Fayette BoE adopts tentative $186.6 million budget
Proposed spending plan is $16.4 million more than expected income; will use reserves
The third time around was a charm. The Fayette County Board of Education at a June 7 budget work session voted unanimously to tentatively adopt a second re-worked General Fund budget proposed by Superintendent Jeff Bearden.
The $186.66 million budget has $16.4 million in expenses exceeding revenues that will be offset by using the majority of the current fund balance, and leaving a projected $8.6 million in the school system’s checkbook a year from now to help combat issues such as decreasing revenues from falling student enrollment.
Bearden on May 24 had originally proposed a budget with $189 million in expenses and $170.2 million in revenues. He said the shortfall could be offset by using the expected June 30 fund balance that totaled $19.1 million, adding that the school board should begin meeting this summer to look for significant cuts for the FY 2012-2013 school year that begins in July 2012.
While board members Terri Smith and Janet Smola supported Bearden’s May 24 proposal, the large deficit did not sit well with board members Sam Tolbert, Marion Key and Bob Todd who told Bearden to come back a week later with up to half of that deficit erased.
Bearden returned May 31 with a two-part proposal that cut more than $900,000 from the administrative portion of the budget and/or one that would cut $3.44 million by eliminating two school days and another three teacher work days. Adopting both would decrease the expenditures side of the budget to $184.7 million, leaving $5.74 million in the fund balance a year from now.
Unlike some school systems, Fayette does not maintain a reserve account accessible only by the school board and, consequently, must rely on whatever fund balance is present at the end of the fiscal year. Board members Bob Todd and Marion Key on several occasions during the past two years have called for such an account to be established when funds are available. Board members Terri Smith and Janet Smola have not shared that point of view, nor has the school system.
As for the FY 2011-2012 budget, things had changed again by the time the board met June 7, with Bearden citing a number of computational changes and additional information that essentially retained the $900,000 in administration cuts, withdrew the $3.44 million cuts to the school calendar but determined that there was another $5.5 million available from several sources that would help increase the June 30, 2012 fund balance over his numbers a week earlier.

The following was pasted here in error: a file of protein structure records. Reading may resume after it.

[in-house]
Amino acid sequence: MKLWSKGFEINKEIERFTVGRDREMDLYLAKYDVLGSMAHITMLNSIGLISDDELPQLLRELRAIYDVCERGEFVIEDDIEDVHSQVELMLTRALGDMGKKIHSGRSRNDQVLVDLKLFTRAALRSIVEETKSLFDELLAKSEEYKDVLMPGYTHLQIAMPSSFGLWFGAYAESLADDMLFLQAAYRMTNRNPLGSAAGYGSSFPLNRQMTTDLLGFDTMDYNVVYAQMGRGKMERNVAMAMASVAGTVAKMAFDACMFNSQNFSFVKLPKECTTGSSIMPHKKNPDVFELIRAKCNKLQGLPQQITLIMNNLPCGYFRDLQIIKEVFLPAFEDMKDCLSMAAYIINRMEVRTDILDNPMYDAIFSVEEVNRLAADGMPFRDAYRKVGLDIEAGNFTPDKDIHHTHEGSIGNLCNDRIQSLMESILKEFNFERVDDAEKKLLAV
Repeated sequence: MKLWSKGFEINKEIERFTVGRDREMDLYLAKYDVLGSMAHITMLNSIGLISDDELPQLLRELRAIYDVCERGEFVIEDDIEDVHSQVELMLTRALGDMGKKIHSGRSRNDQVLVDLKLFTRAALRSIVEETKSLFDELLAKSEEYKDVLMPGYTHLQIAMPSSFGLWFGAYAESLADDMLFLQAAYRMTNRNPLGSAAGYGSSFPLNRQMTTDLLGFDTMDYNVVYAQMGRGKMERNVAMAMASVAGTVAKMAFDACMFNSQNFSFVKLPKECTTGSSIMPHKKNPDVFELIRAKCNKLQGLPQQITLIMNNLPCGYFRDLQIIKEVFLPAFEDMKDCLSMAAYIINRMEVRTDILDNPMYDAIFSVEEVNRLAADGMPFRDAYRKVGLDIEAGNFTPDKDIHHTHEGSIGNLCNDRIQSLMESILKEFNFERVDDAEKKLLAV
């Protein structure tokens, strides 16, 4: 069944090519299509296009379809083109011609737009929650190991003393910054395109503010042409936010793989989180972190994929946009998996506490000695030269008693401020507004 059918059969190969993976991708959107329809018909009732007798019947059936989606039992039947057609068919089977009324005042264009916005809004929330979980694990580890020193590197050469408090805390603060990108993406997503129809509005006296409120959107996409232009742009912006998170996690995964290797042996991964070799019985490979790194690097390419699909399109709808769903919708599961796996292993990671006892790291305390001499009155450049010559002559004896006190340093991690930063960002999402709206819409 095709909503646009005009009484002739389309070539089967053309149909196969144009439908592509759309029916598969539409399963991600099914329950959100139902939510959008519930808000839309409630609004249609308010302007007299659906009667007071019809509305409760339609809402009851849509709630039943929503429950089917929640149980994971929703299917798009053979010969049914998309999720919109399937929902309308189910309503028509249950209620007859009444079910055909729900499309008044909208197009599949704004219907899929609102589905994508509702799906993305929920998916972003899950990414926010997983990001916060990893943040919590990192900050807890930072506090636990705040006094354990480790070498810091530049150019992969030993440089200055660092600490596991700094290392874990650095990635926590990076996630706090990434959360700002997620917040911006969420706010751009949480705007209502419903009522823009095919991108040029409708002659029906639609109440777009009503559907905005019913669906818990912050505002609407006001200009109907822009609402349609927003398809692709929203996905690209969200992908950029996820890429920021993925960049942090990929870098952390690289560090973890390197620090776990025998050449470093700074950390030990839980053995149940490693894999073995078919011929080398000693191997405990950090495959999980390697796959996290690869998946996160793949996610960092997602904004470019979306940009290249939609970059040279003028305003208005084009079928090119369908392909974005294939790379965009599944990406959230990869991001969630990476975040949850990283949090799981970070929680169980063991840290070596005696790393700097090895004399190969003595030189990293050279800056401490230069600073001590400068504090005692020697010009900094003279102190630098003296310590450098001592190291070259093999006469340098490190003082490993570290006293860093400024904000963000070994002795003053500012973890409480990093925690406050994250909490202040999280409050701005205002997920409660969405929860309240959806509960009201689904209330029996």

The bottom line is that the current budget proposal, the one adopted June 7, has revenues still estimated at $170.2 million but expenditures at $186.66 million, a difference of $16.436 million. The June 30, 2012 fund balance would total $8.6 million.
What was new in the equation were several factors discovered during the previous week that led to the current year-end fund balance increasing to $25 million, thus allowing the school system to end the revenue-constricted school year on June 30, 2012 with $8.6 million in the bank, Bearden said.
Bearden in a prepared statement at the June 7 meeting told the board his new proposal called for no calendar reductions that would lead to payroll cuts, but did include the $900,000 in administrative cuts along with $3 million in “recently found” funds from money owed by the state for employee healthcare premiums already paid, $800,000 in adjustments to state revenue owed to the school district, $250,000 in additional property tax receipts and a data entry error that accounted for a duplicate entry of $1.5 million.
Pertaining to the $3 million in healthcare-related funds, Bearden said, “In January, February, March and April our benefit bill that we pay to the state was $1.689 million a month. Therefore, we projected spending the same amount for May and June. As a result of the state front-loading the benefit bills sent to school systems, we have recently found our May and June bills to be considerably less. In fact, our May benefit bill was $160,000. Once again, this is in comparison to the four previous months of almost $1.7 million. In June, our bill once again will be approximately $160,000. This will increase our projected fund balance by about $3 million.”
The other significant finding from the previous week pertained to a data entry error totaling $1.5 million.
“We found a data entry error where our school operating allocation was counted twice in the FY 2012 budget projection. The effect is $1.5 million less in total expenditures than originally projected for FY 2012,” Bearden said.
The school board accepted Bearden’s proposed budget, voting unanimously to tentatively adopt it. The final vote on adoption will come later in June.
Even after the FY 2011-2012 budget is adopted the school board, as Bearden and some on the board have said, will have to begin grappling with what is coming a year from now. It was easy enough to use nearly $16.5 million of the fund balance to balance the FY 2011-2012 budget, but that will prove a difficult trick next year even if falling revenues hold steady at $170 million in the face of what will be a fifth straight year of falling student enrollment dollars. Adding to the difficulty is that, unless expenditures decrease dramatically, the $186.6 million in expenditures, not counting the cost of healthcare increases and required teacher raises, cannot begin to be covered by the projected $8.6 million that will be left in the bank.